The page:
July 14, 2015

The Verdict on Charter Schools?. . . Do charter schools lift students as much as they reflect the aspirations of political activists and private donors? It seems that the abstract idea of charter schools began to outshine hard evidence on whether they were having a positive impact on student learning. Established charter schools such as KIPP that have been in operation for years, along with those serving large shares of black and Latino kids, do often lift achievement at higher rates than do traditional counterparts. But charter campuses can limit the learning of white, urban students relative to their counterparts who remain in traditional public schools, according to Stanford’s Margaret Raymond, who tracked over 1 million charter students in dozens of cities over five years.   The Atlantic

PA: In Pennsylvania city, the poor are paying the price for a bad water deal. . . By all practical measures, Coatesville is 2 square miles of ghetto. Yet more than a dozen residents told Al Jazeera that, despite low use, they spend more than $100 each month for water, on par with residents of major cities such as San Francisco. All of their money goes to the private company that owns Coatesville’s water system, Pennsylvania-American Water Co., or PAWC. The dilapidation of Coatesville is closely intertwined with the growing cost of water. Back in 2001, city officials sold the rights to the system to PAWC, in the hopes that the revenue from the sale could spark an urban renaissance. But that turnaround never came. Now thousands of low-income people must pay exorbitant prices to access a basic resource. Al Jazeera America

PA: Fighting Back Through Resistance: Challenging the Defunding and Privatization of Public Education. . . The premise of the “Reclaiming the Promise of Pennsylvania’s Public Education” campaign is that the old Republican Governor, Tom Corbett, recently left office after having followed the national trend of defunding public education. This tour is designed to put pressure on the new Democratic Governor, Tom Wolfe, to make an effort to deliver on one of his key campaign promises, that is, to restore the millions of dollars that Corbett cut from public education while Governor. Truth-Out

NY: An Altar to Donald Trump Swallows Up Public Space in Manhattan. . . .What was promised as a pedestrian causeway in crowded Midtown Manhattan now more resembles an altar to Mr. Trump, one that New York City officials have struggled for a decade to dislodge. Now that he is vying for the Republican nomination, public-space advocates are hoping all the attention might help resolve their territorial dispute with Mr. Trump as well. It is a New York peculiarity that an atrium lined with golden mirrors, Gucci logos and an 80-foot waterfall would qualify as a public amenity. Yet there are hundreds of these privately owned public spaces, colloquially known as POPS, dotting Manhattan and a sliver of Brooklyn. New York Times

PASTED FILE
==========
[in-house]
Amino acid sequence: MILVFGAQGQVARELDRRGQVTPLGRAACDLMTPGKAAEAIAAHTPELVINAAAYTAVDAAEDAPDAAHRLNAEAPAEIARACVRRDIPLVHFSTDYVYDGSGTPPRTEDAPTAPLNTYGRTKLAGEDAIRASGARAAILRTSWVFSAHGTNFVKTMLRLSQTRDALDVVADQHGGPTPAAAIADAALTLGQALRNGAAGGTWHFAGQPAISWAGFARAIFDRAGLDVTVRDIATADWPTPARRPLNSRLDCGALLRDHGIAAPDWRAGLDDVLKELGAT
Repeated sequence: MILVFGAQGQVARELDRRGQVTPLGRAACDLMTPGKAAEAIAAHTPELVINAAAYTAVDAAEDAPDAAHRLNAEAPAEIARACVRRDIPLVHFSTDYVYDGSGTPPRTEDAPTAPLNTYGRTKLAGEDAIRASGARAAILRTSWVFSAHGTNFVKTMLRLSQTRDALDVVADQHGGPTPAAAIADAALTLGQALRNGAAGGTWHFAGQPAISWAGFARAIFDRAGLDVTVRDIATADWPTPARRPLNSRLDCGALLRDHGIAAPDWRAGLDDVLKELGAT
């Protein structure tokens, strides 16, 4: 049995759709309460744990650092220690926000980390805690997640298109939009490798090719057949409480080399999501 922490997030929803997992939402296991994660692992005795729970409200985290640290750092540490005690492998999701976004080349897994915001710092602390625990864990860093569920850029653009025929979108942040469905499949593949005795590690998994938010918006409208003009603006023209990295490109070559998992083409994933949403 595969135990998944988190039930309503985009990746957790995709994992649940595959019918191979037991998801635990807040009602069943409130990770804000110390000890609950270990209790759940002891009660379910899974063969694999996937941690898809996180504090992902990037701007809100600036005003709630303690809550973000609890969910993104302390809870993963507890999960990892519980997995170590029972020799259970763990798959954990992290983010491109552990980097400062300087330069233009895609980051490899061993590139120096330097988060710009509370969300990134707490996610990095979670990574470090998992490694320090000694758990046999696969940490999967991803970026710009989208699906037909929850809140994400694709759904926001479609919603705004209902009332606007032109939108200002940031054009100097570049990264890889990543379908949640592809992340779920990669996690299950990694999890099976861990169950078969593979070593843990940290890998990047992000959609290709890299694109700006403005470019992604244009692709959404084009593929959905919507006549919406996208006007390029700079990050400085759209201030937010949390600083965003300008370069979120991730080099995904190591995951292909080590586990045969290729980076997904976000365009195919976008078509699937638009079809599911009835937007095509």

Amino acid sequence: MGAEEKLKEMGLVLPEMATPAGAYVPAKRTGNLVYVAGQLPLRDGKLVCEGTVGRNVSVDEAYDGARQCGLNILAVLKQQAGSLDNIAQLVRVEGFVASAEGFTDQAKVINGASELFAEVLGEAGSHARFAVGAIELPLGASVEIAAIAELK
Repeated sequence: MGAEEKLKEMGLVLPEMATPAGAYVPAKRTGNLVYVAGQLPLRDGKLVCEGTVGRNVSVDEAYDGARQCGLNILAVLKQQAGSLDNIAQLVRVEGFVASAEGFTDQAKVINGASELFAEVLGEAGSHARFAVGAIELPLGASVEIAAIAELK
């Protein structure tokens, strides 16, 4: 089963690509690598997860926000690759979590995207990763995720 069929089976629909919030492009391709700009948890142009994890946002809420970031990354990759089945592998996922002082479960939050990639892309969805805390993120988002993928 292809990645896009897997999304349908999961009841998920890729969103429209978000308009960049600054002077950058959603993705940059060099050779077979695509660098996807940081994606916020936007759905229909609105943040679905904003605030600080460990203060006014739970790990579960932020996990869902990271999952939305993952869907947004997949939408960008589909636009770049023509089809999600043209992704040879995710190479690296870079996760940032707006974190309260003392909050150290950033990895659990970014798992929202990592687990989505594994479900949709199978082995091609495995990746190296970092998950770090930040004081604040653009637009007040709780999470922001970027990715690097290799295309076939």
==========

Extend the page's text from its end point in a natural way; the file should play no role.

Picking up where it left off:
MI: Michigan ends prison food contract year after company fined. Michigan has terminated a three-year, $145 million contract with Aramark Correctional Services a year after the company hired to feed state prisoners came under scrutiny for unapproved menu substitutions, worker misconduct and other issues, state officials announced Monday. . . Michigan fined Aramark $200,000 last year for unauthorized food changes, inadequate staffing and employee misconduct such as fraternizing with inmates and drug smuggling.Centre Daily Times

MN: Residents Defeat Plan to Privatize and Demolish Glendale Townhomes. Following months of protests, residents of Glendale Townhomes, a public housing complex in Minneapolis’ Prospect Park Neighborhood, are claiming victory after pushing back city plans to demolish and privatize their community.   Socialist Alternative

WI: What Gov. Scott Walker is about to do to Wisconsin’s public schools. . . Buried within the budget are 135 non-budget policy items — a toxic cocktail of attacks on public education, democracy, environmental protections and labor rights. For Wisconsin’s schools, the budget is a blueprint for abandoning public education. In Milwaukee, in addition to insufficient funding, the budget includes a “takeover” plan that increases privatization and decreases democratic control of the city’s public schools. Washington Post (blog)

NY: New York ditches controversial test-maker Pearson. The state awarded a new five-year deal to Questar Assessment Inc., a Minneapolis-based company that has emerged in recent years as a smaller competitor to Pearson, the dominant vendor in the country’s lucrative standardized testing market. The switch allows the state to distance itself from Pearson, which has faced intense criticism for missteps and errors included in its New York tests and become symbolic of broader concerns about the privatization of public education. Chalkbeat Colorado